Tiny El Salvador is one of Central America’s hidden gems. Once considered dangerous for tourists, this up-and-coming destination is perfect for off-the-beaten-path experiences, from surfing and hiking volcanoes to exploring Mayan sites and colonial architecture.—Teddy Minford
Although El Salvador doesn’t have the famed Mayan sites of the Yucatán, Guatemala, or Honduras, the sites here are still fascinating and beautiful places to explore. Beyond stone pyramids, El Salvador is home to Joya de Cerén, an UNESCO World Heritage Site. The site is a perfectly preserved Mayan town that was covered in volcanic ash and buried. Only a few of the structures have been excavated, but the site is an archaeological gold mine that gives visitors a peek into the mysterious daily life of the Mayan people.
You can’t leave El Salvador without eating a pupusa, and you’d have to try pretty hard to avoid them. Pupusas are served everywhere, and you’ll find a pupusa stand in every town. Corn dough (like the kind used for tortillas) is wrapped around a filling of beans, cheese, meat, or all three together. The ball is flattened into a thick pancake and grilled; the result is like a quesadilla on steroids—ooey, gooey, and delicious, with the right amount of burnt cheese on the outside. This is the ultimate comfort food. It’s usually topped with hot sauce and you can eat it with your hands as you walk around.
As indigo became less popular after colonial times, coffee was introduced to bolster the economy. The country is filled with small and large coffee plantations, some of which are open for visits. Carmen Coffee Estate offers tours of the farms and production equipment where you’ll learn about the process of coffee production from bean to cup.
Insider Tip: When you visit a coffee plantation or purchase coffee to bring home, make sure it’s Certified Fair Trade.
There is a major earthquake about every 20 years in El Salvador, which means that most of the original colonial architecture in the country has been destroyed. There’s one town however, that has so far been spared from destruction: Suchitoto. This charming town is filled with boutique hotels, shops, and restaurants all housed in colonial buildings that are more than 200 years old.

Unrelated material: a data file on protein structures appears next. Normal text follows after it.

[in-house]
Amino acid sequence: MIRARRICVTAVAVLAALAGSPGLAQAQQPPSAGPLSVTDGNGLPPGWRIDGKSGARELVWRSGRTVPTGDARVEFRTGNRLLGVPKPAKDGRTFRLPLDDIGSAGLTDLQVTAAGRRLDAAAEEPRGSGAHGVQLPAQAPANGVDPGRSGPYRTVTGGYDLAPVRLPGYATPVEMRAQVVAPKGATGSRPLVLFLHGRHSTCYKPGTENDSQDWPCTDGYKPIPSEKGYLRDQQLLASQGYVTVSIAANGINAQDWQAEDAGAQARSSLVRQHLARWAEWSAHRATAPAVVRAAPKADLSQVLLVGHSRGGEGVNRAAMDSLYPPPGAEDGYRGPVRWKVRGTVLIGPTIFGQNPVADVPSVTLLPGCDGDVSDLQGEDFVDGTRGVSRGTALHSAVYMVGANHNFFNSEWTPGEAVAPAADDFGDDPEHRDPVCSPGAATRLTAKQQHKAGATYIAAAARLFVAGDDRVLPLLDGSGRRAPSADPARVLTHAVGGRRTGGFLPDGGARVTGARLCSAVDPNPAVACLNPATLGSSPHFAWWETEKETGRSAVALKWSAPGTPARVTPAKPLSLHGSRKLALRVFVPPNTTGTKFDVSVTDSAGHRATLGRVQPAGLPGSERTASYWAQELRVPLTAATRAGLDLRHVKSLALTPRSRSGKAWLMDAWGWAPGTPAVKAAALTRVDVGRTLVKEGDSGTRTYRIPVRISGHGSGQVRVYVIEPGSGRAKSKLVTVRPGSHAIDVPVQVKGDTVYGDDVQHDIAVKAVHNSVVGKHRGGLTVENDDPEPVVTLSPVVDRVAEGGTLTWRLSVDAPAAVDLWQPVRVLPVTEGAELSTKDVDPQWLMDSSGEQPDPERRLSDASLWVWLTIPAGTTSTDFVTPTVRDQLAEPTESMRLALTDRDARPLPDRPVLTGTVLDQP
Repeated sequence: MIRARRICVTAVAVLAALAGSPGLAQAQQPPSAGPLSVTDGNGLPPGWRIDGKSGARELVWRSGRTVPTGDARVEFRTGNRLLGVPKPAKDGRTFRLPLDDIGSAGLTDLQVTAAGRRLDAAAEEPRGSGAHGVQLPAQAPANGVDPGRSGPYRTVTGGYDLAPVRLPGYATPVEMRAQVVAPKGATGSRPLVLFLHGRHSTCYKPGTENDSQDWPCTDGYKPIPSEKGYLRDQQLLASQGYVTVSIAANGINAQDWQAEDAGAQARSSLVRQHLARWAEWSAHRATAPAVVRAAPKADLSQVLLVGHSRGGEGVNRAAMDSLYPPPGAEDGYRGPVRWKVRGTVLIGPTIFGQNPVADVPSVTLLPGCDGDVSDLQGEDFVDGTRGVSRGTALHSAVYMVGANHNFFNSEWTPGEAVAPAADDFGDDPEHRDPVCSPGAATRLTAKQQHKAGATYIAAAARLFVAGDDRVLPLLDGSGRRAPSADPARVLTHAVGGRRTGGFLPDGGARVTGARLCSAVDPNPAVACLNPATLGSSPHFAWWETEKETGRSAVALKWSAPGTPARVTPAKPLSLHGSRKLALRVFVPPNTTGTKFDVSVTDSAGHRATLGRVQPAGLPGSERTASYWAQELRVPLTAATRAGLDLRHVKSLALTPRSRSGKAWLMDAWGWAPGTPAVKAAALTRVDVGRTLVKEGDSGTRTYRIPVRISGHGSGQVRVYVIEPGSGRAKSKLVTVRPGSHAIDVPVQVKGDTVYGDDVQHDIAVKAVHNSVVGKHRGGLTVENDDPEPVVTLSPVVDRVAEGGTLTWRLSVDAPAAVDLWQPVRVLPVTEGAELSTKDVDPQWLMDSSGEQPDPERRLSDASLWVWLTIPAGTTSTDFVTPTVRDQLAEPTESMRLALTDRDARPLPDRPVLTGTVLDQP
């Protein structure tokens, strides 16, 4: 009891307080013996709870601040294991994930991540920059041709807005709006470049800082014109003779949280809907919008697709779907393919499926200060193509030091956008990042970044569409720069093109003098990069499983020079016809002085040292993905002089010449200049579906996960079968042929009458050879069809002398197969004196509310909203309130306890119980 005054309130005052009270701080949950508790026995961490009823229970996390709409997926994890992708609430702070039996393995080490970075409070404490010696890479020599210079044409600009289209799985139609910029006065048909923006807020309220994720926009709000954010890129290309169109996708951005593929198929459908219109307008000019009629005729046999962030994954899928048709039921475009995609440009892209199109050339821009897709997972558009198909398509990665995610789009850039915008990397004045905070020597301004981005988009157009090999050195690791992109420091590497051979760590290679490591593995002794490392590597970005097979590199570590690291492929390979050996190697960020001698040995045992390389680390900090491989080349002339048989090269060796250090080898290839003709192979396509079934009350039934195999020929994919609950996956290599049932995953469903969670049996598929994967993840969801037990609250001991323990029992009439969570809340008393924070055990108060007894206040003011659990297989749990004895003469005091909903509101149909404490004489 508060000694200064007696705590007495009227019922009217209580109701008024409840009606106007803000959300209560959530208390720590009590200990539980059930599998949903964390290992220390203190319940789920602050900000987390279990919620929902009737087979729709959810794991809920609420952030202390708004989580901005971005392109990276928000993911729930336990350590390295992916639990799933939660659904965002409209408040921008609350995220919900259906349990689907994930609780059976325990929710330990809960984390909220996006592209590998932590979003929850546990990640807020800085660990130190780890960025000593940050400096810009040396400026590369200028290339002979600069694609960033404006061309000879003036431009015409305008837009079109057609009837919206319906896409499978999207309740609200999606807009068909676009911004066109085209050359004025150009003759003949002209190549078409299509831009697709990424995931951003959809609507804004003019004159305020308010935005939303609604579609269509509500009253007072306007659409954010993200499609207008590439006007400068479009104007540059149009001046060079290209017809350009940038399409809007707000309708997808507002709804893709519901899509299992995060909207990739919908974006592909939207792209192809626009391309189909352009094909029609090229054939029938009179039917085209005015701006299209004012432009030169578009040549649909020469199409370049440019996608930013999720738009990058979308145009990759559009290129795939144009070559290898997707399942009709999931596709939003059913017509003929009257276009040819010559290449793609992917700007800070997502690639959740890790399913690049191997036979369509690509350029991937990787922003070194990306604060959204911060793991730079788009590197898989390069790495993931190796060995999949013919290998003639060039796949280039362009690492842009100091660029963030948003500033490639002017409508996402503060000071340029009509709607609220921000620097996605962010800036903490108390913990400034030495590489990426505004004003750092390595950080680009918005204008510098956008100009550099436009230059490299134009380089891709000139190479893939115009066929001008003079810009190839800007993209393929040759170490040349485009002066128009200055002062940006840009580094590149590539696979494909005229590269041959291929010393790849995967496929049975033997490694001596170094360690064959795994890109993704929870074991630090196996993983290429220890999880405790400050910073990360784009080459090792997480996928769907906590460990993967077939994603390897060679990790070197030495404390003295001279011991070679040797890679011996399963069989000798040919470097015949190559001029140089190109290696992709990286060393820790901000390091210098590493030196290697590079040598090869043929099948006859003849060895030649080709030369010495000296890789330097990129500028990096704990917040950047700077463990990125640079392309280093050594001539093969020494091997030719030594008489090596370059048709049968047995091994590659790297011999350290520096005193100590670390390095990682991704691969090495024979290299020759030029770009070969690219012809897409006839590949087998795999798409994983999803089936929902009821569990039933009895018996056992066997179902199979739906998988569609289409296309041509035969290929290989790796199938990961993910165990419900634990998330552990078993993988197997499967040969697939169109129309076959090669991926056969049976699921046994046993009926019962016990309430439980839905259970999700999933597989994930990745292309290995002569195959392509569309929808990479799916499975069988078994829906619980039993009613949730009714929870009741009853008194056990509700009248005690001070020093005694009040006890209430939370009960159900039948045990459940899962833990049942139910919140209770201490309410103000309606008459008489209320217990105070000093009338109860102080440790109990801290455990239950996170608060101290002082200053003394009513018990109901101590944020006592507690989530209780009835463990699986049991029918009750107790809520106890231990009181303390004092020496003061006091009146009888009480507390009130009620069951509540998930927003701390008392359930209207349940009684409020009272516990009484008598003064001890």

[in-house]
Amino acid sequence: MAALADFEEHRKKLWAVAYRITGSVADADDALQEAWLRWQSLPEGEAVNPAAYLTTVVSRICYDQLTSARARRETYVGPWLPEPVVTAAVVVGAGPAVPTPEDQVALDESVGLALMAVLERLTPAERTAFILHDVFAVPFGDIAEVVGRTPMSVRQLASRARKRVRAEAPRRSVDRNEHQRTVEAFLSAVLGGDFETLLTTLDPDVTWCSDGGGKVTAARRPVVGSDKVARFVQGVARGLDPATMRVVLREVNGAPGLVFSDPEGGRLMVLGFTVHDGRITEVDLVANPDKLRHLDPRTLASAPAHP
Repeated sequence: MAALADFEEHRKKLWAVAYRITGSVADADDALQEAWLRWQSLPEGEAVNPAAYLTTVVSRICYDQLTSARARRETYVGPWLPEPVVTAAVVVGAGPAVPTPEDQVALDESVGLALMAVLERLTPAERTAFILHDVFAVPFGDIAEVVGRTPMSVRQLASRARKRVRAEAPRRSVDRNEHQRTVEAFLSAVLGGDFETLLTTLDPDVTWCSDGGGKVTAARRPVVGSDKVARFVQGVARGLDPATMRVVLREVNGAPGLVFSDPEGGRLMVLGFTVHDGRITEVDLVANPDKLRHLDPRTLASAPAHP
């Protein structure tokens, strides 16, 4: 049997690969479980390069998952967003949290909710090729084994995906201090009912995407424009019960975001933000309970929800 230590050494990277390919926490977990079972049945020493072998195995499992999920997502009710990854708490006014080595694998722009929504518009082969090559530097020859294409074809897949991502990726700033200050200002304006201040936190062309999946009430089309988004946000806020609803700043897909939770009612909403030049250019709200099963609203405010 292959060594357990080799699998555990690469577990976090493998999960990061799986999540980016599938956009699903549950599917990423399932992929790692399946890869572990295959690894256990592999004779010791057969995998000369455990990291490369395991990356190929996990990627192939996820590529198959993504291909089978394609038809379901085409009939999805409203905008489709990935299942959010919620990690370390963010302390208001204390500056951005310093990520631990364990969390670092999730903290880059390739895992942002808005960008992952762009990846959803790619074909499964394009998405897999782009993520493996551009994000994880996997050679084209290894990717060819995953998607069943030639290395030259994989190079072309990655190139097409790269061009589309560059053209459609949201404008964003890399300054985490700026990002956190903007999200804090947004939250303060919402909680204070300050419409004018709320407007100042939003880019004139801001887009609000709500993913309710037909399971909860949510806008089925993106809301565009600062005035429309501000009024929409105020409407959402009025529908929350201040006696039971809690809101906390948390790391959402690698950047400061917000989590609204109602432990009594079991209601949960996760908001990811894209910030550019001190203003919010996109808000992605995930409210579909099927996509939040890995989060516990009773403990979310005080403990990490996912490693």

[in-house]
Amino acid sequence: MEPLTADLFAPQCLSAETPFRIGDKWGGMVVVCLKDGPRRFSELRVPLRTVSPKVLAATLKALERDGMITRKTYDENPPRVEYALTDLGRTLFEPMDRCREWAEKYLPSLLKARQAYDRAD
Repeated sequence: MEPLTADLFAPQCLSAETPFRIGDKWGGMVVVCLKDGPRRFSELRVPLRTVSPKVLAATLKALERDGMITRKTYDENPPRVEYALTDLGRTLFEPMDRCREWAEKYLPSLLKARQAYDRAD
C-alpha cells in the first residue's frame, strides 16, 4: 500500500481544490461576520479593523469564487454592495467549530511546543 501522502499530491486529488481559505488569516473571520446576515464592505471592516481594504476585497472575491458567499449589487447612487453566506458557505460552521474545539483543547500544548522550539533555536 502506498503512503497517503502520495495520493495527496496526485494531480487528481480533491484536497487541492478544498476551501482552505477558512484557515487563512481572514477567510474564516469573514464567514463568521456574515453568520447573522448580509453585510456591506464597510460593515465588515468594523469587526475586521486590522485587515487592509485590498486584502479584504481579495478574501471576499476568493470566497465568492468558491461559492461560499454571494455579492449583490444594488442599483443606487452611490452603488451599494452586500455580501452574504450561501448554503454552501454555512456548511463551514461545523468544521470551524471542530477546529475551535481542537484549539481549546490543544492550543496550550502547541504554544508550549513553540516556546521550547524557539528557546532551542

El Salvador has a long tradition of artisan crafts, most evident in the ubiquitous painted wood carvings and woven textiles. At stores throughout the country, you’ll find beautiful handmade textiles perfect for tablecloths, napkins, shawls, or even hanging tapestries.
El Salvador is a tiny country, but there are 26 volcanoes here, a third of which are active. Many are part of national parks that welcome visitors and hikers. Just outside of San Salvador, El Boqueron Crater can be visited with a short, easy walk up to the rim, or a longer excursion navigating the whole crater. The crater is home to wildlife like white-tailed deer, exotic birds, ocelots, armadillos, and lizards. Farther from the city, Izalco is the youngest volcano in El Salvador and also welcomes visitors. At nearby Santa Ana volcano, hikers can hire a guide for a strenuous hike to a perfectly blue crater lake.
In colonial times, indigo was El Salvador’s most valuable export. Now, it’s less popular (although the country still exports indigo to denim factories), but you can learn about the tradition and take home a truly unique souvenir at an indigo dyeing workshop. Students use indigo powder to paint, soak, and rinse natural fabrics in a technique similar to tie-dyeing. The end result is a one-of-a-kind garment covered in deep blue patterns.
El Salvador is one of the most famous surfing destinations in the world, and for good reason. All along the coast you’ll find rustic little surf towns, and some of the most famous breaks can be found at Las Flores and Punta Roca. Don’t worry, though—you don’t have to be a pro surfer to get your feet wet. Even beginners can try catching a wave at El Tunco, the most popular surf town just an hour from San Salvador.
While the capital, San Salvador, is home to many luxurious Western hotel chains, the rest of the country is filled with beautiful boutique hotels ranging from modern glass structures carved into the cliffs above the beach to lovingly restored colonial haciendas like Casa Degraciela in Ataco.
The tropical climate and western location of El Salvador mean that the country has dazzlingly beautiful sunsets. After a day of exploring, sit back, relax, and enjoy the view.